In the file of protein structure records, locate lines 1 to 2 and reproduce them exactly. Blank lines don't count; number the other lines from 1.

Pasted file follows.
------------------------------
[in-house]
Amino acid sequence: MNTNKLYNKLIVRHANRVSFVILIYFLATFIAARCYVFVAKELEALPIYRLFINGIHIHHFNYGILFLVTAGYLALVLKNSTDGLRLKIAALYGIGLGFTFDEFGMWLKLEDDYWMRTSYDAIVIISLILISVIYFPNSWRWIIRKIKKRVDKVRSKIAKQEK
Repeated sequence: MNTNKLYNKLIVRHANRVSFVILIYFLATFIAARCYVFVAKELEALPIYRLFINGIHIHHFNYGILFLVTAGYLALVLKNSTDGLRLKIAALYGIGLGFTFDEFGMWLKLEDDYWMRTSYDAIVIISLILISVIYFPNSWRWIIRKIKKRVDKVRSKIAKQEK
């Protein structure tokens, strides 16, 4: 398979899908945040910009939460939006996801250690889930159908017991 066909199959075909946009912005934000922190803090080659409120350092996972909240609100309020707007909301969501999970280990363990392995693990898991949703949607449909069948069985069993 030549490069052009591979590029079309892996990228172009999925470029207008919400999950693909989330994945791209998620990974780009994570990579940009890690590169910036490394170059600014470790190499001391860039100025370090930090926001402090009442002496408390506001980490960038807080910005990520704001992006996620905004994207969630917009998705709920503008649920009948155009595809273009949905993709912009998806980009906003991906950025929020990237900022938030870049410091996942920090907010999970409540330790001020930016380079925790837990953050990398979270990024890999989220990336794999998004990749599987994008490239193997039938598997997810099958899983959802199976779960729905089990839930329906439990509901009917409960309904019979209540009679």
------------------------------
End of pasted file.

[in-house]
Amino acid sequence: MNTNKLYNKLIVRHANRVSFVILIYFLATFIAARCYVFVAKELEALPIYRLFINGIHIHHFNYGILFLVTAGYLALVLKNSTDGLRLKIAALYGIGLGFTFDEFGMWLKLEDDYWMRTSYDAIVIISLILISVIYFPNSWRWIIRKIKKRVDKVRSKIAKQEK